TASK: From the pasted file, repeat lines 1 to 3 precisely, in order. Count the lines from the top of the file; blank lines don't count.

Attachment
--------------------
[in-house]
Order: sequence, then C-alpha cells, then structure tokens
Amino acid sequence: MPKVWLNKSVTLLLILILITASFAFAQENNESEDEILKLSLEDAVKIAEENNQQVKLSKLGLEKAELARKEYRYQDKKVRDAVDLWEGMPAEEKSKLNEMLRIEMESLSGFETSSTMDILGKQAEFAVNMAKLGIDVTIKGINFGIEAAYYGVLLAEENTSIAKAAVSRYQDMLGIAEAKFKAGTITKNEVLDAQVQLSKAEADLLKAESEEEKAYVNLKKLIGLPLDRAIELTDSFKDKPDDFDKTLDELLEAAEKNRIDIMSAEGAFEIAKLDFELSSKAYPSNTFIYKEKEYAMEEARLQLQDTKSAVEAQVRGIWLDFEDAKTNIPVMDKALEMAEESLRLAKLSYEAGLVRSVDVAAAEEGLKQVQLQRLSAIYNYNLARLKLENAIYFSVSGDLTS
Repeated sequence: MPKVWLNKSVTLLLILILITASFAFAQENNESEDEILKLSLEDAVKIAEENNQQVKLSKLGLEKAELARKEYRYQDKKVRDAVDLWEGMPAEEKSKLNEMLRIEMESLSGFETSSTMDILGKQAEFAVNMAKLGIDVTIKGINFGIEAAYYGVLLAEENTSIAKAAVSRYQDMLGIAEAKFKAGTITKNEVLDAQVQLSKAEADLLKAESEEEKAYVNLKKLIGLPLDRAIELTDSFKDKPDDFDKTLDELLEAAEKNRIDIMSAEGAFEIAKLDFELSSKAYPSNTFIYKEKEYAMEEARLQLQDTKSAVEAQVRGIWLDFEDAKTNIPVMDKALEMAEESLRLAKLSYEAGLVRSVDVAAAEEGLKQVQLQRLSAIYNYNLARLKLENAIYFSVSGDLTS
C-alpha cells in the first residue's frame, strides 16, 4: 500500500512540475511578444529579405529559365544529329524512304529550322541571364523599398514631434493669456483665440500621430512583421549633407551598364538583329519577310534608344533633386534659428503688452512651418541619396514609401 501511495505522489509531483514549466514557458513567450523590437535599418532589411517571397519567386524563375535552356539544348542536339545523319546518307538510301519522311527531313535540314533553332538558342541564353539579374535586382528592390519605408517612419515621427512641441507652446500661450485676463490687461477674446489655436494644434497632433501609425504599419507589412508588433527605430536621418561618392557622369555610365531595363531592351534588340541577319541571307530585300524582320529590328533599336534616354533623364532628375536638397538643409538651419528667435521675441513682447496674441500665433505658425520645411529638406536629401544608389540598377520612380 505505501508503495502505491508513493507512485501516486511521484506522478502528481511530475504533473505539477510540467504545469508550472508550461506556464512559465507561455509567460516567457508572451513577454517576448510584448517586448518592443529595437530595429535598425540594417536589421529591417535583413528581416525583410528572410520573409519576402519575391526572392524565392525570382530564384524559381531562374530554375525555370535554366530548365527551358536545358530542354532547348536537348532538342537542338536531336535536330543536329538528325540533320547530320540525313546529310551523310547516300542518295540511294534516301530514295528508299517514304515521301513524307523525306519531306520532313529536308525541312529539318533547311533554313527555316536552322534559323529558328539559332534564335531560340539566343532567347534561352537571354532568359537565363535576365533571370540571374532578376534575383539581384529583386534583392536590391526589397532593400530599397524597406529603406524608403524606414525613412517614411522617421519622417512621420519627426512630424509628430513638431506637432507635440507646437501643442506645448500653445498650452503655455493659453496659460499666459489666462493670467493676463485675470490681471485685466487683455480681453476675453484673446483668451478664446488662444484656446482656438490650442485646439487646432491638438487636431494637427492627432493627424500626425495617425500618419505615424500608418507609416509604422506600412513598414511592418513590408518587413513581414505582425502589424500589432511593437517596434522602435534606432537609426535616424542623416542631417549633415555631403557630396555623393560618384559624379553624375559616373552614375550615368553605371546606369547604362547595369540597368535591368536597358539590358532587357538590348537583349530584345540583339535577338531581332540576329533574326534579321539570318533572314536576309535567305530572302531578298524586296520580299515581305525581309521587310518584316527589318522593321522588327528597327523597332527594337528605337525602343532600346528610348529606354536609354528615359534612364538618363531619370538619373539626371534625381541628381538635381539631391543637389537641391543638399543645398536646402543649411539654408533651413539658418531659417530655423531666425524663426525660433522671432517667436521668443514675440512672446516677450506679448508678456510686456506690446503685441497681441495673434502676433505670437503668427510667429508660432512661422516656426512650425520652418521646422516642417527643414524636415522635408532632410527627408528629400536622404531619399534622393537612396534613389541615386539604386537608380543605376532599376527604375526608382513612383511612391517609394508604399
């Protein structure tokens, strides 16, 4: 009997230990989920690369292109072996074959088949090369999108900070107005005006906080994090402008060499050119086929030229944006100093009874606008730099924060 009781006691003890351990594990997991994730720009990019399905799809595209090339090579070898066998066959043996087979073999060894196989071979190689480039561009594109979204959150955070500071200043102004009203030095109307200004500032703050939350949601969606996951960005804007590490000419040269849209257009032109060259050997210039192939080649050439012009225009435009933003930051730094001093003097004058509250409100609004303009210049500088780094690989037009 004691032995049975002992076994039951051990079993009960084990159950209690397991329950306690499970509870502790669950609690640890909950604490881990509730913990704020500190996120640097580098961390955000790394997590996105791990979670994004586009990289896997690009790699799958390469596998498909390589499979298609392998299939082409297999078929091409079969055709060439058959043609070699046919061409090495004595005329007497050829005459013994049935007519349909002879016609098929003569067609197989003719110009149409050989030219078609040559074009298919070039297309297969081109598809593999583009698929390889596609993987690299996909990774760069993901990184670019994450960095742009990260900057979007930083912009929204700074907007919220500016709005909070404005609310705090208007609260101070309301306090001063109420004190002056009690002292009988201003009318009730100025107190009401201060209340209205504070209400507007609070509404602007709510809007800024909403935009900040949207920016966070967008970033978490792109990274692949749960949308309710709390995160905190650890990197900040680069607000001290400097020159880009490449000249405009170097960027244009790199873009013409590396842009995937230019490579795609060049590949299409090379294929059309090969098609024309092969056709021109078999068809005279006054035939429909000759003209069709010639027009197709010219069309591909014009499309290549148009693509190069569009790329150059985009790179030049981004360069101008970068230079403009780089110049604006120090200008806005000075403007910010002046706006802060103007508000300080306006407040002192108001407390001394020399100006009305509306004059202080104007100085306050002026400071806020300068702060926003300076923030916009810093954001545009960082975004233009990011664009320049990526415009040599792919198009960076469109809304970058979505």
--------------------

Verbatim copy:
[in-house]
Order: sequence, then C-alpha cells, then structure tokens
Amino acid sequence: MPKVWLNKSVTLLLILILITASFAFAQENNESEDEILKLSLEDAVKIAEENNQQVKLSKLGLEKAELARKEYRYQDKKVRDAVDLWEGMPAEEKSKLNEMLRIEMESLSGFETSSTMDILGKQAEFAVNMAKLGIDVTIKGINFGIEAAYYGVLLAEENTSIAKAAVSRYQDMLGIAEAKFKAGTITKNEVLDAQVQLSKAEADLLKAESEEEKAYVNLKKLIGLPLDRAIELTDSFKDKPDDFDKTLDELLEAAEKNRIDIMSAEGAFEIAKLDFELSSKAYPSNTFIYKEKEYAMEEARLQLQDTKSAVEAQVRGIWLDFEDAKTNIPVMDKALEMAEESLRLAKLSYEAGLVRSVDVAAAEEGLKQVQLQRLSAIYNYNLARLKLENAIYFSVSGDLTS